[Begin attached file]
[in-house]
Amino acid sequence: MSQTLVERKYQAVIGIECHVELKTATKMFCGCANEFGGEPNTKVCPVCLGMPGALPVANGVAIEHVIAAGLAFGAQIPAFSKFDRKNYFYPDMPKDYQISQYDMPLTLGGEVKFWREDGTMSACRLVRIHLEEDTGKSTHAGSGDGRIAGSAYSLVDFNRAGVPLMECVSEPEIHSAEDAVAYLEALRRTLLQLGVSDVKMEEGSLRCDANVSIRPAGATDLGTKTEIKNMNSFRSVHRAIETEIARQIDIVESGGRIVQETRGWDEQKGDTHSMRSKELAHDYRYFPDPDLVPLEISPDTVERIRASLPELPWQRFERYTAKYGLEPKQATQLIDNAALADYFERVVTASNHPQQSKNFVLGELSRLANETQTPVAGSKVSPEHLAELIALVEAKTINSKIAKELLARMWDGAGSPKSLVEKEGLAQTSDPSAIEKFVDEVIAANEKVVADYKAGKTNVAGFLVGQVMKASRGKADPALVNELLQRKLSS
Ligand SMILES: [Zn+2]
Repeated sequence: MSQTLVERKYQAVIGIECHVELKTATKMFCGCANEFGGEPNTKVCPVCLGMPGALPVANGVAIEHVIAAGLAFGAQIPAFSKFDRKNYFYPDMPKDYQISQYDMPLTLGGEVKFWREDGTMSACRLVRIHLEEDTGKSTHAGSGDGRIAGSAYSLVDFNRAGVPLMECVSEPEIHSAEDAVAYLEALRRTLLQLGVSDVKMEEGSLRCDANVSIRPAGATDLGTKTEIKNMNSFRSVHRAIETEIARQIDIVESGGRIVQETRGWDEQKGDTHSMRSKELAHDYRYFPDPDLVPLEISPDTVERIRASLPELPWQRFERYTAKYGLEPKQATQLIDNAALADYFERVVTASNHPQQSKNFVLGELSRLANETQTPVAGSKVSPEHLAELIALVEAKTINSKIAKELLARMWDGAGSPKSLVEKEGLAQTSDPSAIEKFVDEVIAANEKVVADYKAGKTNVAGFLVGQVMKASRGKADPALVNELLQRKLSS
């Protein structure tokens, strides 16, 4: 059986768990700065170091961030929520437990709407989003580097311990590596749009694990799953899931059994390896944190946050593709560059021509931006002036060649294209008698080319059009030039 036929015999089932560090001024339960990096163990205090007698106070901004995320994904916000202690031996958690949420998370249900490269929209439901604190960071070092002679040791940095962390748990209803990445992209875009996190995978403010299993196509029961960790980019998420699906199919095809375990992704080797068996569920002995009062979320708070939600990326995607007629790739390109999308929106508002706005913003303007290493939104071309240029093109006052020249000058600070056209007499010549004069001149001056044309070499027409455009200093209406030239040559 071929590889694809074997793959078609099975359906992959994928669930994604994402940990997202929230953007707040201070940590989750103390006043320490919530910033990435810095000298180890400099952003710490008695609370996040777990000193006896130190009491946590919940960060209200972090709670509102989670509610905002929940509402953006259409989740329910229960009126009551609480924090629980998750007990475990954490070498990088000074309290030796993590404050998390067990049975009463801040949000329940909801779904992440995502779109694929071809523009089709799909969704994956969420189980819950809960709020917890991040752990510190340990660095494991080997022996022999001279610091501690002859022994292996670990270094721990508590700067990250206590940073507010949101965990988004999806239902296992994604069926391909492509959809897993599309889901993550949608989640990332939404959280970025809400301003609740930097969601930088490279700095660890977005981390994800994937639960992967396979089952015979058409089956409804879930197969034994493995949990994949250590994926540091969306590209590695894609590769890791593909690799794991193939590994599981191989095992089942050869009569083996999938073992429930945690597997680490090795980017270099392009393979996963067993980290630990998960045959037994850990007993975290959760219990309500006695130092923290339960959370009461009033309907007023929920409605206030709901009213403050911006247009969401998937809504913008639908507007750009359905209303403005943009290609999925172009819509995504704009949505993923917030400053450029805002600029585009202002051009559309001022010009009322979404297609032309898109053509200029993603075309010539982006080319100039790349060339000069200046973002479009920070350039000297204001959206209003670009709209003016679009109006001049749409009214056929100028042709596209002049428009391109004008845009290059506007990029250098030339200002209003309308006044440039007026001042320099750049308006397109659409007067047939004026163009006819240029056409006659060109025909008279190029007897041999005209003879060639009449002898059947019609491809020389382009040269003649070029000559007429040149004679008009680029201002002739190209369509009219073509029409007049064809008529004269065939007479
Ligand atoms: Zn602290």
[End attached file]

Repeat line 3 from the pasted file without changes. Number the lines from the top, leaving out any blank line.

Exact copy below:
Ligand SMILES: [Zn+2]